Musical Explorers: The International Hit Song with a Twisted History

From Bo Diddley to Beyoncé

The story of the how the song You Don't Love Me (also known as You Don't Love Me Baby and You Don't Love Me (No, No, No)) changed over the years could have been typical for a blues song. Like many blues songs, it was recorded numerous times, with each version a little different, and the subsequent versions incorporating some of the previous modifications. As common for a blues song from that time period, it was also eventually covered by several white blues and rock bands, most notably the Allman Brothers.

The twist is that the song also travelled to Jamaica and became a major hit there in 1967 with a recording by Dawn Penn. Penn re-recorded the song in 1994 in a modernized style. That version became an international hit that was later covered by several pop artists including Beyoncé and Rihanna.

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The earliest known roots of this song are found in the 1955 recording of "She's Fine She's Mine" by R&B singer, guitarist, and songwriter Bo Diddley for Checker Records, a Chess subsidiary. Diddley played a key role in the transition from blues to rock and roll with hits like "Who Do you Love?" and "Mona." "She's Fine She's Mine" was included as the B-side to his second single, "Diddley Daddy".

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Blues singer, harmonica player and songwriter Willie Cobbs, an Arkansas native, worked in Chicago in late 1940s through mid-1950s and began an association with pianist Eddie Boyd. Cobbs and Boyd eventually returned to Arkansas and began performing in the local clubs. Cobbs claims that he heard a field hand singing "Uh, uh, uh, you don't love me, yes I know" to a haunting melody one morning, and that inspired him to write a song. Cobbs' song, "You Don't Love Me" uses Bo Diddley's guitar riff and melody, as well as many of the lyrics, including the key "you don't love me, you don't love me I know" line.

Cobbs and Boyd recorded the song for Mojo Records. Almost immediately after Mojo Records issued the single, it became a number one hit in Memphis. Hoping to reach a wider audience, Mojo records sold the master recording to Home of the Blues Records, which released the song in 1961 and also leased the single to Vee-Jay Records.

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An acoustic version of "You Don't Love Me" performed by Louisiana blues musician Clarence Edwards was recorded sometime between 1959 and 1961by folklorist Dr. Harry Oster for the album Country Negro Jam Sessions on Folk Lyric records. (Based on the recording dates, it is possible that this version pre-dates Willie Cobb's version.)

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In 1962, the Megatons, a Louisiana-based instrumental combo, recorded "Shimmy, Shimmy Walk, Part 1," an instrumental version of "You Don't Love Me" released by Dodge Records. The single was later distributed by Checker Records and reached number 88 in the Billboard Hot 100.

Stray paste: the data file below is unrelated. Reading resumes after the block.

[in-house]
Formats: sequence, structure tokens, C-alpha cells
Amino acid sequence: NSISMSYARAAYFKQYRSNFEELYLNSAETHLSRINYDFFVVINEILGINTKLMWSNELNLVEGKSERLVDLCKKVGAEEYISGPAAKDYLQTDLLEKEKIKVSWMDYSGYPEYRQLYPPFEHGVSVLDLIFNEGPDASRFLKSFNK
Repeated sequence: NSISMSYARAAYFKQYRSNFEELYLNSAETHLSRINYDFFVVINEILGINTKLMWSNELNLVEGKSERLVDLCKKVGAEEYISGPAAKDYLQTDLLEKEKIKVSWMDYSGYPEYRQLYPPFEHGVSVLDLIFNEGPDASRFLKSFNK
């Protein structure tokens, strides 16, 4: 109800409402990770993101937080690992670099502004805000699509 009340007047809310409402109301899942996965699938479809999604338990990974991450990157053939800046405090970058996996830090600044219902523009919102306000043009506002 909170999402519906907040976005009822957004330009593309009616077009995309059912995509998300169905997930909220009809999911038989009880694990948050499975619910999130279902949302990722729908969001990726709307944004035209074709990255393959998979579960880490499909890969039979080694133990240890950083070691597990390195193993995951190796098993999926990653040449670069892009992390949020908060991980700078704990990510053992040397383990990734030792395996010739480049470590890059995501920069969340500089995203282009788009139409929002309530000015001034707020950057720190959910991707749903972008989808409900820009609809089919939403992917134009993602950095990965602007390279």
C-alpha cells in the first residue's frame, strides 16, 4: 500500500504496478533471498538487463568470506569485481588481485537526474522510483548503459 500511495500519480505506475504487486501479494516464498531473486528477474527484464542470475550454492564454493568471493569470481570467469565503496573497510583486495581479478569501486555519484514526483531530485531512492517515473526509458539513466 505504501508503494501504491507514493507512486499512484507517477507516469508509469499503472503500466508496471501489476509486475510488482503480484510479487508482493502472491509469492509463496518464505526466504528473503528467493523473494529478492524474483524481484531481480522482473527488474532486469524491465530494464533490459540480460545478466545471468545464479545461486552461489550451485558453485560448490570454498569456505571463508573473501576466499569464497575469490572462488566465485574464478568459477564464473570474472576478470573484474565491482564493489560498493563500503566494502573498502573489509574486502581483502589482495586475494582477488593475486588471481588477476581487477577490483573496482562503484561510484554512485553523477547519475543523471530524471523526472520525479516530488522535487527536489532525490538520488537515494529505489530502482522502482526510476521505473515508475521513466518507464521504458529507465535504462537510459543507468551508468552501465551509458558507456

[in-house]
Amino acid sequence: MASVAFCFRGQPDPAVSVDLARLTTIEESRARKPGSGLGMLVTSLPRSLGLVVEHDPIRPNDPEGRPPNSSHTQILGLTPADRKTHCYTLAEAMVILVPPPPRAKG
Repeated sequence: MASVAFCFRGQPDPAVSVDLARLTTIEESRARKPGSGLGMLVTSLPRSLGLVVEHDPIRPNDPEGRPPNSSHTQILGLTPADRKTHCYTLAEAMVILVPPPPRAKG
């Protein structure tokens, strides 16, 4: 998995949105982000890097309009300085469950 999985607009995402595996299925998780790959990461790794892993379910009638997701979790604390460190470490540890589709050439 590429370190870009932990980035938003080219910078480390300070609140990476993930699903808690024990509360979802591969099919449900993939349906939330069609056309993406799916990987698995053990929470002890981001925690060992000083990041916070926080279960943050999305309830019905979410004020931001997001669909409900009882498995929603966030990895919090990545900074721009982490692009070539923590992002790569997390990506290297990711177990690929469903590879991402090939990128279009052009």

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In 1965, Junior Wells with Buddy Guy recorded the song as "You Don't Love Me Baby" for their influential 1965 album Hoodoo Man Blues. Their version altered the guitar figure somewhat and added some new lyrics.

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The 1967 version by the British group John Mayall & the Bluesbreakers featured future Fleetwood Mac guitarist Peter Green and is most similar to the version by Junior Wells with Buddy Guy.

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The twenty-minute extended version of the song recorded by the Allman Brothers on the Live at Fillmore East album seems to be based on the Junior Wells & Buddy Guy and/or John Mayall's version.

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Other versions include:
Sonny & Cher on their 1965 Look At Us album.
Booker T. and the MG's on their 1968 album Doin' Our Thing.
Mike Bloomfield, Al Kooper and Stephen Stills on the 1968 Super Session album
Magic Sam recorded on the 1968 album Black Magic.
Ike & Tina Turner on the 1969 album The Hunter.

The Jamaican Connection

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Jamaican singer Dawn Penn was introduced to the song by legendary Jamaican producer Coxsone Dodd, who imported American rhythm and blues records to play for his sound system entertainment businesses. In Penn's pre-reggae Jamaican rocksteady style version, most of the Bo Diddley/Willie Cobbs melody and lyrics were used, however, her version featured a rocksteady backing arrangement and omited the guitar riff. Significantly, she also changed the phrase "Uh, uh, uh" to "No, no, no." The song's strong rhythm and evocative changes inspired many more cover versions and variations of the song by several other artists in a variety of Jamaican styles. The Riddim Guide lists 35 songs variations of the song, many of which only use versions of the rhythm track and chords.

DJ and toaster Big Youth's Screaming Target from 1973 (click here if the embedded video does not play)

1973 version by DJ and toaster I Roy (click here if the embedded video does not play)

Joe Gibbs dub version entitled Behind Iron Bars from 1979 (click here if the embedded video does not play)

The Comeback Remake That Became an International Hit

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In 1994, Penn ended her 17 year break from professional music and remade the song with a dancehall-influenced version with the song title "You Don't Love Me (No, No, No)." This version became an international hit and inspired cover versions by Rihanna, who recorded it in 2005, and Beyoncé Knowles for her 2010 live album.

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